On June 21, 1989, a deeply divided United States Supreme Court upheld the rights of protesters to burn the American flag in a landmark First Amendment decision.
On June 21, 1788, New Hampshire became the ninth and final state needed to ratify the Constitution.
On June 19, 1964, the Senate ended a long debate, overcoming a record-setting filibuster to join the House in approving the Civil Rights Act. The landmark law was a turning point in American history, as it addressed discrimination and segregation on a national level.
On June 18, 1812, President James Madison signed a resolution, approved in Congress, declaring war against Great Britain. Over the next two and half years, both sides engaged in bitter contests, and the war ended with much unchanged between the two countries.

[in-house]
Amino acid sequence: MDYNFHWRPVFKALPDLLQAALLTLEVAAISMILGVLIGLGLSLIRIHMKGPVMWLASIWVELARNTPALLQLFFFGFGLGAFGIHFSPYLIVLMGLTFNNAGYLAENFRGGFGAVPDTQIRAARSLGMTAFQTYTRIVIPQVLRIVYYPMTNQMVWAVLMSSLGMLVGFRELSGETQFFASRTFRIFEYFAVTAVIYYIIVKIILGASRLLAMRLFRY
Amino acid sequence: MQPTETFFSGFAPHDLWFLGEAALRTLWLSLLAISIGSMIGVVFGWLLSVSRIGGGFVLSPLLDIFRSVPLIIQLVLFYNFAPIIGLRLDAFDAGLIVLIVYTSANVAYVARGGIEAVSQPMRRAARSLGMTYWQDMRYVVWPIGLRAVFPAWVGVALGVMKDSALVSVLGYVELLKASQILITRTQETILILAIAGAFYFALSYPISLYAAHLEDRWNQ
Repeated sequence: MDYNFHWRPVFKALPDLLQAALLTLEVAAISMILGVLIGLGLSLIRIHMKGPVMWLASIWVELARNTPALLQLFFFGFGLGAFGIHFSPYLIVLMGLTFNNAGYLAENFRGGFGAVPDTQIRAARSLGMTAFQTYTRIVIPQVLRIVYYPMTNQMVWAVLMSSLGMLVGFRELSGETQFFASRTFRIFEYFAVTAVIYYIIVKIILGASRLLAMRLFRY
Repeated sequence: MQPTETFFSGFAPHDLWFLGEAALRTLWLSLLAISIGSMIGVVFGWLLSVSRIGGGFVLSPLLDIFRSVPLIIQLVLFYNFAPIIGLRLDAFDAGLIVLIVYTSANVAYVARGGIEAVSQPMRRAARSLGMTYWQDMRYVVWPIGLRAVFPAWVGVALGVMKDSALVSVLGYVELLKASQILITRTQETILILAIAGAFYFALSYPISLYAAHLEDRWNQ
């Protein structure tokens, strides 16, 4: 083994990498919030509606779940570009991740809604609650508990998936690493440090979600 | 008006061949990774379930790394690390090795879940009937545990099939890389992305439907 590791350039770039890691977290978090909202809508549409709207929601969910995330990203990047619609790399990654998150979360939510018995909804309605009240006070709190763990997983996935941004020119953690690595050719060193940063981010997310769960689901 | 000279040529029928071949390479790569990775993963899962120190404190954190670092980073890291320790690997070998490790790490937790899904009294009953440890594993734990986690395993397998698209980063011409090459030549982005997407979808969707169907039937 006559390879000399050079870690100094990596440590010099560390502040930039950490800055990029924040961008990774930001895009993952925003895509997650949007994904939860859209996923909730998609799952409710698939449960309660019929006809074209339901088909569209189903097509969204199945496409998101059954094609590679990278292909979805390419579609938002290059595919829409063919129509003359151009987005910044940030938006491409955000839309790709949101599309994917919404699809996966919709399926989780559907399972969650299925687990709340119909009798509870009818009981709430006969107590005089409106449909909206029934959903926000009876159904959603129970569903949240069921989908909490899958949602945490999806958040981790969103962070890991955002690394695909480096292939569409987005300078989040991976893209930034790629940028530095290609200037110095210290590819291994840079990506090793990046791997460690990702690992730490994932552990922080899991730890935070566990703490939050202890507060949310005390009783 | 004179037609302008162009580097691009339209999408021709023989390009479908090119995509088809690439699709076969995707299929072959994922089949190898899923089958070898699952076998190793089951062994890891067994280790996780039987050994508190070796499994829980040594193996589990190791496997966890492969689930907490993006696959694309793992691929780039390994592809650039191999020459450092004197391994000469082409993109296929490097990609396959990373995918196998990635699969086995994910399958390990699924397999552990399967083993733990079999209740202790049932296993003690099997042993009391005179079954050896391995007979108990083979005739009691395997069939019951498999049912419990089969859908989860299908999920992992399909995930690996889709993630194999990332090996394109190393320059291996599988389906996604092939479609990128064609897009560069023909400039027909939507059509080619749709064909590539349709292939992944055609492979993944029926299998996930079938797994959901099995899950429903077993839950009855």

It’s hard to imagine America without the Statue of Liberty, but the icon of freedom didn’t make its first full appearance in New York until June 17, 1885.
In honor of Flag Day, here are 10 fascinating facts about the Stars and Stripes that may surprise you!
On June 13, 1866, the House approved a Senate-proposed version of the 14th Amendment, sending it to the states for approval. Two years later, the ratified statement became a constitutional cornerstone.
On June 12, 1967, the Supreme Court issued its Loving v. Virginia decision, which struck down laws that banned inter-racial marriages as unconstitutional. Here is a brief recap of this landmark civil rights case.
On June 11, 1776, the Second Continental Congress asked five delegates to write the draft version of the Declaration of Independence. This excerpt from Jeffrey Rosen and David Rubenstein's pamphlet from our “Constituting Liberty” exhibit puts the Declaration of Independence in context, including Thomas Jefferson's role.
On June 10, 1968, the Court ruled that a police officer may stop and search a citizen on the street if the officer has "reasonable suspicion" that the citizen is armed or involved in a crime.